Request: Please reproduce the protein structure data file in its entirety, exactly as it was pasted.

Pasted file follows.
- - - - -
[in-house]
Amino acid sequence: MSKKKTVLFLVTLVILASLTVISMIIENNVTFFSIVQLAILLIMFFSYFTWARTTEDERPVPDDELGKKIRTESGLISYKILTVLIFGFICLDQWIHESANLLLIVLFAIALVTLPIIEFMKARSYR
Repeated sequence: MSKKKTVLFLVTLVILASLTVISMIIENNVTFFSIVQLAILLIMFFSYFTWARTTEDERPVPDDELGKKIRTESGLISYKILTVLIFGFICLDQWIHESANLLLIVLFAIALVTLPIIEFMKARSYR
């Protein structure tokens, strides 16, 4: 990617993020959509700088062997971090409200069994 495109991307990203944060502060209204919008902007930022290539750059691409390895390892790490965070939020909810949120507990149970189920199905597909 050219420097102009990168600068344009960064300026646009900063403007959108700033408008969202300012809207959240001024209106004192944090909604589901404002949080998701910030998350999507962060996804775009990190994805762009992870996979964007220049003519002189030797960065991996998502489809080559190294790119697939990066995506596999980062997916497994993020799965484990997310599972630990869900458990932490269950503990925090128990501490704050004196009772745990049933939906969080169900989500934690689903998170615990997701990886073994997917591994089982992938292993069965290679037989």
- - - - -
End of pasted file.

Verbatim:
[in-house]
Amino acid sequence: MSKKKTVLFLVTLVILASLTVISMIIENNVTFFSIVQLAILLIMFFSYFTWARTTEDERPVPDDELGKKIRTESGLISYKILTVLIFGFICLDQWIHESANLLLIVLFAIALVTLPIIEFMKARSYR
Repeated sequence: MSKKKTVLFLVTLVILASLTVISMIIENNVTFFSIVQLAILLIMFFSYFTWARTTEDERPVPDDELGKKIRTESGLISYKILTVLIFGFICLDQWIHESANLLLIVLFAIALVTLPIIEFMKARSYR
């Protein structure tokens, strides 16, 4: 990617993020959509700088062997971090409200069994 495109991307990203944060502060209204919008902007930022290539750059691409390895390892790490965070939020909810949120507990149970189920199905597909 050219420097102009990168600068344009960064300026646009900063403007959108700033408008969202300012809207959240001024209106004192944090909604589901404002949080998701910030998350999507962060996804775009990190994805762009992870996979964007220049003519002189030797960065991996998502489809080559190294790119697939990066995506596999980062997916497994993020799965484990997310599972630990869900458990932490269950503990925090128990501490704050004196009772745990049933939906969080169900989500934690689903998170615990997701990886073994997917591994089982992938292993069965290679037989």